If, therefore, the defendant was found to have been committing an armed robbery at the time he killed the decedent, he could not avail himself of section 9 — 2(b) of the voluntary manslaughter statute; nor could the victim’s resistance to the robbery be regarded as legally sufficient provocation for purposes of section 9 — 2(a) of the statute. It is true that where, as here, there are no eyewitnesses to the crime and the evidence is otherwise conflicting as to how the struggle began, it is generally for the jury with the benefit of proper instructions to decide whether the killing was murder or manslaughter. (People v. Dortch (1974), 20 Ill. App. 3d 911, 314 N.E.2d 324.) But in light of the verdicts returned by the jury in our case, we find that the trial court’s failure to issue manslaughter instructions was harmless error.
The defendant was charged in three counts. He was charged with one count of armed robbery and two counts of murder — one count of “intent to kill or do great bodily harm” (Ill. Rev. Stat. 1977, ch. 38, par. 9 — 1(a)(1)), and one count of felony murder based on the armed robbery (Ill. Rev. Stat. 1979, ch. 38, par. 9 — 1(a) (3)). The jury returned a verdict of guilty of armed robbery, and a general guilty verdict of murder. Defendant here has not challenged the sufficiency of the evidence in support of his conviction of armed robbery. In light of our discussion above, this verdict precludes, in a matter of law, a finding of voluntary manslaughter. The trial court’s failure to issue manslaughter instructions was therefore harmless error. See People v. Weathers (1974), 18 Ill. App. 3d 338, 309 N.E.2d 795.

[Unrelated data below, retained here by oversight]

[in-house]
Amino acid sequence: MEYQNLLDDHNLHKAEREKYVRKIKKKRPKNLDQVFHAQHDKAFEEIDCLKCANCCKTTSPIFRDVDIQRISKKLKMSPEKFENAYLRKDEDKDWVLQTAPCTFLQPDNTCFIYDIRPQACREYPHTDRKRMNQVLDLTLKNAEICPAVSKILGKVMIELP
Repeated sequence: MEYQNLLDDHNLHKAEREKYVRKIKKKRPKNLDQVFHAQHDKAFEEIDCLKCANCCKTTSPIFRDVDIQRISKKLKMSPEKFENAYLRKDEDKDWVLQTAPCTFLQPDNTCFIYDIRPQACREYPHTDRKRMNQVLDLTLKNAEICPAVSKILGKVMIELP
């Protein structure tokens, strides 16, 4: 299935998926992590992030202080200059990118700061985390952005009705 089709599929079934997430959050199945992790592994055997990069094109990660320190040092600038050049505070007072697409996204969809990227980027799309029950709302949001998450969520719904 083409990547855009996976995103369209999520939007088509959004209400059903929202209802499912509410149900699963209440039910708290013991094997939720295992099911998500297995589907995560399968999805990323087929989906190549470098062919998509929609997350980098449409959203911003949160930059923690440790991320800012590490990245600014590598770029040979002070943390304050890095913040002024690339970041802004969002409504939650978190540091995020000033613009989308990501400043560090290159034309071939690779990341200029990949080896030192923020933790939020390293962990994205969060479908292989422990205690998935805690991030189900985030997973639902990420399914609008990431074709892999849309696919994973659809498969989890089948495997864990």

Defendant’s second assignment of error is that the trial court failed to consider his rehabilitative potential in sentencing him to a term of natural life. Because of this omission, defendant claims that the sentence imposed was excessive.
At the sentencing hearing, defendant waived his right to a jury and the State reaffirmed that it was seeking the death penalty. In accordance with the statute, the trial court considered factors in aggravation and *749mitigation which were relevant to the imposition of the death penalty. (Ill. Rev. Stat. 1979, ch. 38, par. 9 — 1(b), (c).) It found as a mitigating factor that the defendant acted under the compulsion of threat or menace of immediate infliction of death or great bodily harm. The court held this factor sufficient to preclude imposition of the death sentence. Pursuant to section 9 — 1(h) of the statute, the court then considered a term of imprisonment.
The record recites that the trial court found in aggravation that the murder was committed in the course of a felony, and was accompanied by brutal or heinous behavior indicative of wanton cruelty. With no further recitation of facts of findings, the defendant was sentenced to imprisonment for a term of natural life. Ill. Rev. Stat. 1979, ch. 38, par. 1005 — 8—1(a)(1).